On first reading Der Erzähler, I could not decide if Benjamin’s position was one that we, in our position some 75 years later, would be comfortable naming ‘modern.’ In fact, it seemed as if the typical facets of modernity–technology, globalism, progress–were points of lament, not celebration, for Benjamin. Beginning with the claim that the novel is competing with and replacing the story teller, in this post, I will try to list a few of the author’s arguments supporting the claim and relevant to our discussion.
Benjamin opens the essay by describing the writer Nikolai Leskov as a storyteller (ein Erzähler), but comments that such a title, while perhaps sounding familiar, is actually quite removed from us. This distance, he claims, results from a vacuum in our communicable ability and is symptomatic of the experience-contradicting (i.e., in this context, literally dumbfounding), modern horrors related to World War One: trench warfare, crumbling economies, and distrust of the morality of government leaders. At their advents, these were such unthinkable atrocities and disasters that they rendered people unable to accurately articulate their experiences, and the storyteller, who existed through this type of communication, began to decline.
Concentrating on passages IV, V, IX, and XIV, I have selected three themes in Benjamin’s argument, which I found present in the text and which had previously been brought up in class. Perhaps they can serve as jumping-off points for discussion.
The first is his interest in technology. The decline of the storyteller, he writes, is inherently linked with the rise of the novel, an art form that depends on the invention of the book and, by extension, the press. This creates two problems in Benjamin’s mind. The first, and perhaps more superficial, is that the act of writing turns from a craft into a product of industry, removing the natural, human element from the art. The second problem comes in that the novel elevates the isolated, individual writer over the communally shared experiences of a story-teller. Whereas the strength of the story rests in its lesson, the novel “bekundet die tiefe Ratlosigkeit des Lebenden” (V). The novel’s interest in life’s Ratlosigkeit, leads to the next theme, that of ambiguity.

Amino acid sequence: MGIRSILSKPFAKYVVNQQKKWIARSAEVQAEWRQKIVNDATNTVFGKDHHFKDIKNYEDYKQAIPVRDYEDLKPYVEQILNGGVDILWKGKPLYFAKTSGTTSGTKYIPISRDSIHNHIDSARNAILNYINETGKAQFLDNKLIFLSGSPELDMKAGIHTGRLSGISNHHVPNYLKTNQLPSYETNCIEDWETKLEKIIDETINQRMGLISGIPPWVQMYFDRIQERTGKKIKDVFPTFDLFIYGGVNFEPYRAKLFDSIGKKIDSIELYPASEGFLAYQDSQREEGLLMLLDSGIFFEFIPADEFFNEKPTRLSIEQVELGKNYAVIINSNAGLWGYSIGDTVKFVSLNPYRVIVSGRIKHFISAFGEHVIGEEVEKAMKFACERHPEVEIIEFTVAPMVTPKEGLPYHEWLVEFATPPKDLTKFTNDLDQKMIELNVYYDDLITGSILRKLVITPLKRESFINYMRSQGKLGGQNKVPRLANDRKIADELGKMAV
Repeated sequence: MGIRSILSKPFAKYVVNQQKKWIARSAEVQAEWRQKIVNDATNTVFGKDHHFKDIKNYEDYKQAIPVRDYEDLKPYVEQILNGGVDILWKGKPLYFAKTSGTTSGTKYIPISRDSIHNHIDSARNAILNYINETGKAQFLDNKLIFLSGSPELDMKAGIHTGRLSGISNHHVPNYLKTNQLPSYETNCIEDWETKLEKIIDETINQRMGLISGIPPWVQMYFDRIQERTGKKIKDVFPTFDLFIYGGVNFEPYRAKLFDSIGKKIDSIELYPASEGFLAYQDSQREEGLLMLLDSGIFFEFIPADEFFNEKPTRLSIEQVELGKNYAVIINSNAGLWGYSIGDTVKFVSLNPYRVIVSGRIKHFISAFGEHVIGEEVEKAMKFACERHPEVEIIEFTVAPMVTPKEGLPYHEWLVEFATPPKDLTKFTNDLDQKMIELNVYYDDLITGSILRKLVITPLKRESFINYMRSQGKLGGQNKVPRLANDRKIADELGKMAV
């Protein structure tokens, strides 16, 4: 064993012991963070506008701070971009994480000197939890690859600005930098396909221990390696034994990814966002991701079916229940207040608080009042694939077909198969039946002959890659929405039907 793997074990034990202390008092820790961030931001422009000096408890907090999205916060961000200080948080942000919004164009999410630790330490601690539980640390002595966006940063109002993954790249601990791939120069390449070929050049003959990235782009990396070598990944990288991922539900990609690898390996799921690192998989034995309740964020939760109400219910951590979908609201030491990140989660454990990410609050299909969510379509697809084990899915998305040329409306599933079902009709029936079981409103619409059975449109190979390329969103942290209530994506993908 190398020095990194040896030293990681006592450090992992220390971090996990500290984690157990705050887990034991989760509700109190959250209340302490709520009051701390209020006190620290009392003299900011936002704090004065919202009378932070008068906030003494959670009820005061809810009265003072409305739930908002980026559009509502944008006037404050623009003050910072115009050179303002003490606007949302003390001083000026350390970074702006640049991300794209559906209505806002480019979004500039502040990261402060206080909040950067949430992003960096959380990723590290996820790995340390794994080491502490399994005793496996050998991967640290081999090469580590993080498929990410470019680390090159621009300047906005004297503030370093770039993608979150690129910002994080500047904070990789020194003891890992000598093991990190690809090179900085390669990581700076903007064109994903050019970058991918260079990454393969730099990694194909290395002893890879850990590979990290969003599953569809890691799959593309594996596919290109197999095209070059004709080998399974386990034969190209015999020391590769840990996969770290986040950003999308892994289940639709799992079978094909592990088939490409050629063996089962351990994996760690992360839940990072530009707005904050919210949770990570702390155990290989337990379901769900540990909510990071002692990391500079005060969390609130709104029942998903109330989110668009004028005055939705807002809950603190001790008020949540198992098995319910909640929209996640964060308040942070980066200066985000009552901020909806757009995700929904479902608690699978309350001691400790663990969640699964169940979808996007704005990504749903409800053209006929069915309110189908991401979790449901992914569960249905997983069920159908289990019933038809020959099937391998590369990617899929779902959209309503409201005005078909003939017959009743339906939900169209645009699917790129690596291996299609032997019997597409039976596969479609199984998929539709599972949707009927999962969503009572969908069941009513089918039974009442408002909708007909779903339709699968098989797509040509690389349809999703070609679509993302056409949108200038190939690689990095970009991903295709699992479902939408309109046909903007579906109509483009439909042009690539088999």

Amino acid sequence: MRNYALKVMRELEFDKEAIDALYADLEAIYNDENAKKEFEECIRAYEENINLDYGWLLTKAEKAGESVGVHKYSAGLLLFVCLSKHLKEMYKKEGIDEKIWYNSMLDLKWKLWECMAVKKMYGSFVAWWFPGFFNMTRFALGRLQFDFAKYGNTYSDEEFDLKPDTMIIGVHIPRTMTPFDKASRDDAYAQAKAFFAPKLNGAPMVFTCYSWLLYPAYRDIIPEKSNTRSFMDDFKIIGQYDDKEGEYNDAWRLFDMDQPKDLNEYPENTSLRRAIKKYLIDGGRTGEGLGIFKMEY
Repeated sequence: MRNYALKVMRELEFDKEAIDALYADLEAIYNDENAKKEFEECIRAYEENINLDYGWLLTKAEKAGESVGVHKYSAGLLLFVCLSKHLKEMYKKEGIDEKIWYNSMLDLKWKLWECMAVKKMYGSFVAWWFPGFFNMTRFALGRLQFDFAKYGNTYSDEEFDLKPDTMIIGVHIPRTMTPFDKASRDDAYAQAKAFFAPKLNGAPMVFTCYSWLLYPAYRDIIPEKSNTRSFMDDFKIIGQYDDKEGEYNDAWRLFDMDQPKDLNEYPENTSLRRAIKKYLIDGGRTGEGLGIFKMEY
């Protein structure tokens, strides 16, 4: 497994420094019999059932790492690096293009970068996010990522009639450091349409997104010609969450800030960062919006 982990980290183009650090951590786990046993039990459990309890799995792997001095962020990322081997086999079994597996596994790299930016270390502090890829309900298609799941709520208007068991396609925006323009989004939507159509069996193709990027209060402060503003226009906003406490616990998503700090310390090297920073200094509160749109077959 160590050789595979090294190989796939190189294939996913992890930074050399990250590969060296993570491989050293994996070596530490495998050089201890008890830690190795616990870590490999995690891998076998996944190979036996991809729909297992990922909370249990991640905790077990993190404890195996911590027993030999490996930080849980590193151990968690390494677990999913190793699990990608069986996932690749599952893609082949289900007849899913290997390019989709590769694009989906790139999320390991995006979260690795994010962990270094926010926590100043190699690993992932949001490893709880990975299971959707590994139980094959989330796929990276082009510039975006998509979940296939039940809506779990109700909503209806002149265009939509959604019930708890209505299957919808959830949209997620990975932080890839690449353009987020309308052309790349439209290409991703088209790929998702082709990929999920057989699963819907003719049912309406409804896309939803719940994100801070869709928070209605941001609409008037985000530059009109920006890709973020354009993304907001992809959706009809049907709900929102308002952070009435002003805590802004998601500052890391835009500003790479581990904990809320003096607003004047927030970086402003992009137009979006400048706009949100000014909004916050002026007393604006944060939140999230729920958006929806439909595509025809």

With respect to ambiguity, not only are the simple counsel of the story and the storyteller now superseded by an interest with life’s perplexity, Benjamin doubts if the novel is even capable of relaying truth in its message complexity. Die Moral von der Geschichte is replaced by der Sinn des Lebens, Benjamin writes, but he worries that, as the paradigmatic Don Quixote demonstrates, the novel’s relationship to the meaning of life is only as a quest for it, never in actually attaining it. As the novel replaces the story, so ambiguity replaces truth. “Die Kunst des Erzählens neigt ihrem Ende zu, weil die epische Seite der Wahrheit, die Weisheit, ausstirbt” (IV).
The choice to qualify the concept of truth as epic in the previous quote points to the last theme I will mention, the loss of tradition. Losing the epic side of truth is a loaded phrase, both with ontological and literary connotations. The old way of stories, tracing all the way back to the epic model of Homer, is now being lost, as Benjamin argues, to an entirely new type of art. This theme encompasses the above points of technology and ambiguity as well, but I honestly am unsure if Benjamin sees the loss of the story’s traditional form as something negative. In fact, if the experiential landscape has been so transformed by the events surrounding World War I, wouldn’t that necessitate a new art form in order to grapple with it? In any case, Benjamin believes that the days of epic wisdom and truth in writing are past, and a new, synthetic, artificial, and non-communal genre has emerged.
But I do wonder, if the novel has “die Form der transzendentalen Heimatlosigkeit,” is the novel not simply a new iteration of the Homeric myth, the epitome of the storyteller, only now no longer limited by the distance a man can walk in a day? I’m curious if we aren’t actually losing the storyteller, as Benjamin has depicted it, but rather witnessing a metamorphosis.